Doom on the Horizon?


In 2018 Mark Carney, then Governor of the Bank of England, warned that inescapable automation and AI are to blame for wage stagnation that is like that of the nineteenth century, which helped give birth to Communism in the twentieth:

“If you substitute platforms for textile mills, machine learning for steam engines, Twitter for the telegraph, you have exactly the same dynamics as existed 150 years ago when Karl Marx was scribbling The Communist Manifesto”.

What Carney failed to see, as his speech was made before the first case of Covid was diagnosed, was the sharp rise in a new anarchist class who seem intent across the West, at a time of rudderless government, to pull down the current system, perhaps violently. These antis are anti everything they can be.

Aside from the Islamist threat, the Communist threat is now joined by Anarchist revolutionaries who, although relatively small in number, are loud-voiced and riding the same hybrid anti-capitalist bandwagons from animal rights extremism to BLM to Antifa to Extinction Rebellion. Their online presence has gone from the hundreds to the thousands.

Who are these new anarchists, many who do not identify as anarcho-communists?

Take Charlie the Fox, @SabCharlie a “dedicated hunt sab. Also interested in animal rights, anti-fascism, land rights and intersectionality”. Harmless loon, right? No. The man from Bristol, going by the name Charlie Querecox, is a former soldier who fought with the YPG an offshoot of the designated terror organisation the Kurdistan Workers’ Party (PKK). Yes, a loon – but dangerous.

Anarchists are open about what they stand for. Take the Bristol Anarchist Federation (AFed) who describe themselves as:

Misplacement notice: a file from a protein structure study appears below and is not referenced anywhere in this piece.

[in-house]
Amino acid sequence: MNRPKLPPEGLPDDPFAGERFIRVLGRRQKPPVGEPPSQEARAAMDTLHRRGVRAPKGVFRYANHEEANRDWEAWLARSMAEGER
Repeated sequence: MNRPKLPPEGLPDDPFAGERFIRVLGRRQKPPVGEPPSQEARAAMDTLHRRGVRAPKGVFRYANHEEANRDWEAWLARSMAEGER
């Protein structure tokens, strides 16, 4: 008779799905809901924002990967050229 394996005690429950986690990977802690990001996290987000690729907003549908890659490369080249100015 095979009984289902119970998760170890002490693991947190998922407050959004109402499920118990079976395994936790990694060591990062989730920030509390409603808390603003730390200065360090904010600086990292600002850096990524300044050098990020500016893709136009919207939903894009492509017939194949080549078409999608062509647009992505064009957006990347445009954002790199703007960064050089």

“an active group of class struggle Anarchists. We are working in shops, we are working in offices, we are unemployed, we are students.  We fight for a world without leaders, where power is shared equally amongst communities, and people are free to reach their full potential. Bristol AFed is part of the UK Anarchist Federation made up of individual members and local groups who are politically active in many workplace and community struggles.”

A century ago there was genuine optimism among communist revolutionaries who, albeit wrongly, saw a perfect and equal future with modernising technology as its fuel just as some of today’s thinking communists incorrectly dream of an AI-fuelled communist future marked by a one-size-for-all universal basic income. But that optimism is no longer shared by most of today’s revolutionaries, especially the anarchist and hard left anti-capitalists who rage at their lot, finding immediate solidarity within the high-pitched cacophony of social media. They are seeing work move abroad and the rich get richer while wages stagnate, industries get damaged by Covid, house prices escalate beyond their reach – an all-round doom lurks on their horizon, especially in the eyes of the young.

Who is the more dangerous revolutionary? The hopeful one or the one who is irate and without hope?

The latter are the far more dangerous sort, as Islamist crazies have demonstrated time and again, showing their hatred for this world, bitter that it will never be another. Nihilist losers are always the ones more prone to careless violence. 

With the rise of China and its dragooned digital society, liberties in the West will come increasingly under threat. There are arguments to be won now and the West needs to get a move on by enfranchising its young and restless with new skillsets, offering them genuine economic hope while underscoring hard-fought freedoms – rather than taking them away via digital capture and social credit systems leading to some godawful virtual gulag. How can these people learn responsibility when what they require materially to be responsible for – a house and a well-paid job – are seemingly so far out of reach?

Apparent cronyism in the West and an all-round lack of clarion leadership is doing great damage to today’s governments who probably actually mean well and are not quite as louche and self-serving as they too often seem.

For the first time in my lifetime the future looks a tad scarier but sense can still win the day.

Let us hope someone will provide the leadership to win the arguments and restore freedoms within which the West and its allied democracies can outwit and outperform any oppressive regimes. Right now none of Sleepy Joe, Mr Antoinette or Monsieur Macron seem to hold a winning hand nor inspire much confidence, while the West goes mad.

Dominic Wightman is Editor of Country Squire Magazine.